When journalists make enemies in high places, they become vulnerable to the powers those figures wield. One such power is the state's capacity to wiretap and obtain personal records from communications companies. From Colombia's phone-tapping scandal to last year's case of Gerard Davet--a Le Monde reporter whose phone records were obtained by the French intelligence service in apparent violation of press freedom laws--state surveillance has a long history of being misused against reporters.
That's why proposed changes to how such surveillance is regulated in any country need to be closely examined for how they could affect press freedom worldwide.
For the past few weeks, the British press has been uncovering a planned shake-up in the country's monitoring systems. Called the Communications Capabilities Development Programme, the proposal has encountered widespread criticism from civil liberties groups in the U.K. It also may set a precedent for a wider re-examination of how governments monitor the Net.
Traditionally, data obtained from the interception of electronic communications--a tapped phone or a monitored Internet connection--has been divided into two categories: the content of the interception (what is said) and what U.K. law calls "communications data." Communications data is everything else about the message: who it was sent to and from, where and when it was sent, what kind of message it was.
Obtaining the content of an intercepted message has traditionally required a higher standard of judicial oversight than access to the communications data. For instance, in the U.K., wiretaps are only permissible via a warrant requested by law enforcement or the security services and signed by the Justice Minister. Communications data can be authorized and obtained by any number of government agencies, ranging from local councils to environmental regulators.
Historically, this statutory division between communications data and content was partly connected to the perceived intrusiveness of monitoring each of these categories. You could get communications data from the phone company's existing billing records; to get the content of a call, you'd have to step in and listen directly. Steaming open an envelope to read a letter is more difficult than noting what letters get sent, when, and to what address.
In the digital world, however, the distinction between communications data and content is far less clear. The address of a web page that I visit is almost certainly communications data, under the old definition--it lists who I'm talking to (the website) and what I'm looking at (a web page). But some of the content of this page is included in its web address; the searches you type in Google are also reflected in web addresses it returns.
Today's communications data can reveal far more about you than simply an address on an envelope--perhaps even more than the content of a message. Telephone companies have a record of the geographical position of their mobile phones, for instance. Is a detailed map of subscriber movements, as some have argued, merely part of the "where and when" of a phone? Should that information be obtainable by a local borough council?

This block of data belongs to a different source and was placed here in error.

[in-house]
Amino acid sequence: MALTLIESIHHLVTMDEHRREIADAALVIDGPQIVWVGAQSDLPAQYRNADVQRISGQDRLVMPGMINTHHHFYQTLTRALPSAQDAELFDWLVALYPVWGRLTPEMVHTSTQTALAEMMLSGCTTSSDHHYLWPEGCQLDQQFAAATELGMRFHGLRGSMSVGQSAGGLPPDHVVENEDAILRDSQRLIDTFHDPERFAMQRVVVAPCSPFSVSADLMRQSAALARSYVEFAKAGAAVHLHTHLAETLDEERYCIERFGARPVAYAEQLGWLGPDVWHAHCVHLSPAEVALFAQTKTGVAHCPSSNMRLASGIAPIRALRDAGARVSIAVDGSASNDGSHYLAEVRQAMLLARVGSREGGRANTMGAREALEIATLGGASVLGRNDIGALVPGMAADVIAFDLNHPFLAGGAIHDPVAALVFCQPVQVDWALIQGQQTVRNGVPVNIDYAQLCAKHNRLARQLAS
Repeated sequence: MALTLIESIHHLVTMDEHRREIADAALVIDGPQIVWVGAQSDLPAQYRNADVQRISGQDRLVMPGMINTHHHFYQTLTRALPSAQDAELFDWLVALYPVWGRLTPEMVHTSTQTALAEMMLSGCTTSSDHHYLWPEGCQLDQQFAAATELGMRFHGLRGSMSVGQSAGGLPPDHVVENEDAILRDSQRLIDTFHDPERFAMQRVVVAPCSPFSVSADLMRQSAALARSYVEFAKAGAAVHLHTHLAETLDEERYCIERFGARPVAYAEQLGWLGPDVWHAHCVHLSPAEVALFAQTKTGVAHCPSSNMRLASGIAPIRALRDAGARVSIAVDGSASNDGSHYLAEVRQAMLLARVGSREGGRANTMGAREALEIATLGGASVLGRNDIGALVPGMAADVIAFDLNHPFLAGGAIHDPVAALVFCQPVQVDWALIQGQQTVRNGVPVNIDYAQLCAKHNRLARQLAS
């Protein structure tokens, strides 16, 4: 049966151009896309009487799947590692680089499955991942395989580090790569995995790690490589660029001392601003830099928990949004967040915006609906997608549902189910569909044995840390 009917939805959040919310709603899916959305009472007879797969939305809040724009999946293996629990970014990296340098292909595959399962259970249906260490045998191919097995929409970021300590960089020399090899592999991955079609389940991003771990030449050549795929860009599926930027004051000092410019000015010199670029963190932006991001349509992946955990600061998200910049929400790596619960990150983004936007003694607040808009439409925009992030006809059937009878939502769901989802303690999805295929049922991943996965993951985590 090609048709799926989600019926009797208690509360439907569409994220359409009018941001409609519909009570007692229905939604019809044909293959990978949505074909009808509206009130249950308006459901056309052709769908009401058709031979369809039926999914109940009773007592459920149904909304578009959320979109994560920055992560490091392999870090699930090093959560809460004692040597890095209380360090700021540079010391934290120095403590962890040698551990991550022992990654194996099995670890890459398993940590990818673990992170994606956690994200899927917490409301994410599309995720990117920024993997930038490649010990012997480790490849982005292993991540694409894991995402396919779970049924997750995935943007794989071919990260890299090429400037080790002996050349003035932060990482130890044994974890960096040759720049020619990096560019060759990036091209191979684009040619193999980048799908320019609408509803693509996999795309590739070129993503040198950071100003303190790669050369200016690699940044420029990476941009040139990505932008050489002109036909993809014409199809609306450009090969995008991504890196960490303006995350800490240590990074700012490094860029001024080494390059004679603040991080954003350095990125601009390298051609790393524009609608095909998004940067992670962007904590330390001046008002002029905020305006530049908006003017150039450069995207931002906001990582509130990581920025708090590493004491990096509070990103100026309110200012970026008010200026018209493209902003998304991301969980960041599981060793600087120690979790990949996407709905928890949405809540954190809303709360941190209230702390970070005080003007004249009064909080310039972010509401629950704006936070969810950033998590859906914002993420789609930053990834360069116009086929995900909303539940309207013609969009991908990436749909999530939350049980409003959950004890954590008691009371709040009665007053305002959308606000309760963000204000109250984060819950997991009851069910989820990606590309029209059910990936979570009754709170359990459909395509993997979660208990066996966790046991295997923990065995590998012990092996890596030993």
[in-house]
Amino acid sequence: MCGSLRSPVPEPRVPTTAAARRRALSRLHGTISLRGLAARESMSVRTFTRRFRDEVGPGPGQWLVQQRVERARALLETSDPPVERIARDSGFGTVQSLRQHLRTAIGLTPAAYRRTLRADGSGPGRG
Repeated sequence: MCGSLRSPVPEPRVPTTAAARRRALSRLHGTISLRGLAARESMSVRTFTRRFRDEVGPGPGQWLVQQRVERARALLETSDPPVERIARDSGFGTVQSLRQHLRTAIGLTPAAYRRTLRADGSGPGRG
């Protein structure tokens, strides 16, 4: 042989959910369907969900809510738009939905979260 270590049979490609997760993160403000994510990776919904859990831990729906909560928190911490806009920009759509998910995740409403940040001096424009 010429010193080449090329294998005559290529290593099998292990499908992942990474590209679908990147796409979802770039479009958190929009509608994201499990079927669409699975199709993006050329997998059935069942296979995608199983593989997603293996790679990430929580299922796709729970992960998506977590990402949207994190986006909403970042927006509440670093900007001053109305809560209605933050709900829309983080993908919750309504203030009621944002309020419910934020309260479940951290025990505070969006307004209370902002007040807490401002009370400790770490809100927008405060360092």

Now add to the mix the myriad ways one can send a message online. One can send a private message via Twitter, or start a voice chat over Google. One can exchange files on Dropbox, or have a chat within a Facebook page. Much of this data is now encrypted to prevent third-party snooping, which means that governments have neither access to communications data nor the content through traditional interception systems, such as black box surveillance at ISPs.
The U.K. proposes to cut through this Gordian knot by setting up regulations and hardware to collect as much data as possible, at every step of the process. U.K.-based civil liberties organization Privacy International, citing experts and members of Parliament, says this will involve placing data-collecting devices in companies like Facebook and Google.
The details of the British proposal are unclear, but in replying to critical press coverage, the U.K. government states that Internet companies would be "required ... to collect and store certain additional information." Both Skype and instant messaging were mentioned as suitable targets for such data collection.
CPJ has advised Internet companies for years to improve security of their systems to prevent spying. The British government suggests that these companies should begin collecting more data on their users, and build systems to pass that data directly to U.K. authorities.
Unaddressed by the British government so far are three key questions: would the expansion in the kind of communications data collected reveal more about individual users than previously? Who would be in charge of unpacking communications data from the content of a message? And if the British government is permitted to obtain access to international companies like Facebook and Microsoft (which owns Skype), what would prevent other governments from demanding, and getting, the same access?
The first two issues are important to the protection of British journalists, and other citizens, from literally unwarranted intrusions on their work and personal life.
The third has global impact on all reporters, including those working in states where surveillance has less statutory oversight. If Britain decides to increase its own surveillance capabilities, it should take care not to step beyond the bounds of a free society--nor export uncontrolled snooping capabilities to the rest of the world.